wanted to show the position of the artist in contemporary Russia: a 
ban on publicity. I am sickened by intimidation of society, mass 
paranoia, manifestations of which I see everywhere." While commenting 
on the questionable originality of his action in one of the later 
interviews, Pavlensky mentioned: "Such practice has occurred among 
artists and prisoners, but for me it did not matter. The question of 
primacy and originality here for me does not exist. There was no goal 
to surprise anyone or come up with something unusual. Rather, I felt 
the necessity to make a gesture that would accurately reflects my 
situation."[Wikipedia Petr Pavlensky ]"

Does nailing your balls to the pavement of the most central and 
symbolic square of Russia "reflects accurately" the situation in 
Russia in general, or does the desperate act only reflect the state 
of mind of the artist? As a non-Russian it is impossible to come up 
with an answer, still there is no doubt that Russia of today is a 
society which carries it's repressive and violent past with it, like 
all powerful nations do. When reading the nailing action from the 
perspective of the Gulag history, the artist is willing to risk - at 
least - parts of his body, in order to escape from what he feels to 
be his imprisonment within the confines of a society full of 
paranoia. Self-mutilation was seen as a crime within the Gulag 
system. It could be heavily punished. Refusal to fit as an 
exploitable part within the Gulag (production system), could lead to 
a death sentence, however paradoxical that may seem. Pavlensky has 
already been arrested and examined to see if he would not better fit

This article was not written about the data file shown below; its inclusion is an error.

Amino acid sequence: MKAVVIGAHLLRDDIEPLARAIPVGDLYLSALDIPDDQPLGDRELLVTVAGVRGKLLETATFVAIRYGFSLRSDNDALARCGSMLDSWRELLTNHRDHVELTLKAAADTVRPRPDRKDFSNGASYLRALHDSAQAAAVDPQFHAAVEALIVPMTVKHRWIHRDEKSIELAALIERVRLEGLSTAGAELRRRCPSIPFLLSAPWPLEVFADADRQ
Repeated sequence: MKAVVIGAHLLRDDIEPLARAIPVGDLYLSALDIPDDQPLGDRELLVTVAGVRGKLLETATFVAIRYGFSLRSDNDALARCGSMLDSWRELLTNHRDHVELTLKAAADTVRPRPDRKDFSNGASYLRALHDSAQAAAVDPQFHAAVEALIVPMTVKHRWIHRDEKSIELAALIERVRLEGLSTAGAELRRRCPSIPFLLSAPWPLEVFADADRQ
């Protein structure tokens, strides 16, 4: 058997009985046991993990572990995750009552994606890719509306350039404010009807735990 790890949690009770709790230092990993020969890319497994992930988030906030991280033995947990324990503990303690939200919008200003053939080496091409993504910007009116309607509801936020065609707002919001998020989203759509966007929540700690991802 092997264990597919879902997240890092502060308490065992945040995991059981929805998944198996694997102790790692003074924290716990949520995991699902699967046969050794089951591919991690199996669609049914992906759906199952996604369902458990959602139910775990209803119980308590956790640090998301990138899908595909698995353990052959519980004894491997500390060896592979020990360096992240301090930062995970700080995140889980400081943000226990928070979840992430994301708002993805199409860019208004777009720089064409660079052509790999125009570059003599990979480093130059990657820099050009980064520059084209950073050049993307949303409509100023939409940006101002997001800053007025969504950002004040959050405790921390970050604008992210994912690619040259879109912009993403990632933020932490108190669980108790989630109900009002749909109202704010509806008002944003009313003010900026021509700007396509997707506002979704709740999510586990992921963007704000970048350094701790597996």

in the infamous Russian classification system of those who are 
mentally ill. After his action with sewing his lips, he did get out, 
and was declared sane. The question is if he will be so 'lucky' next 

One may also question whether the need for dramatic acts, grandiose 
symbolic performances that aim at the heart of the power system, is 
what will change the system. Grotesque gestures seem to me - as an 
outsider - an expression of the bombast of power as displayed by 
Tzars, Party Secretaries and other 'great leaders', a cultural 
phenomenon that has been aptly named in new-speak of the last 
century: 'Palast-Kult'. The artist as martyr for the great cause of 
the Great Russia... I see analogies with the the style of the 
National Bolshevik Party of Eduard Limonov and their need and ways to 
produce martyrdom (like the recent case of the bad luck of Alexander 
Dolmatov asking for political asylum in the Netherlands, that treated 
him so badly that he ends up committing suicide in a Dutch prison 

Can the opponents of a power system be more than a reaction movement, 
mirroring in their actions and gestures the system they are fighting? 
One needs a lot of imagination to see any relationship between the 
'nailed down balls' of the artist Pyotr Pavlensky and the 'free 
roaming big balls' of the ruler Vladimir Putin. The fragility of the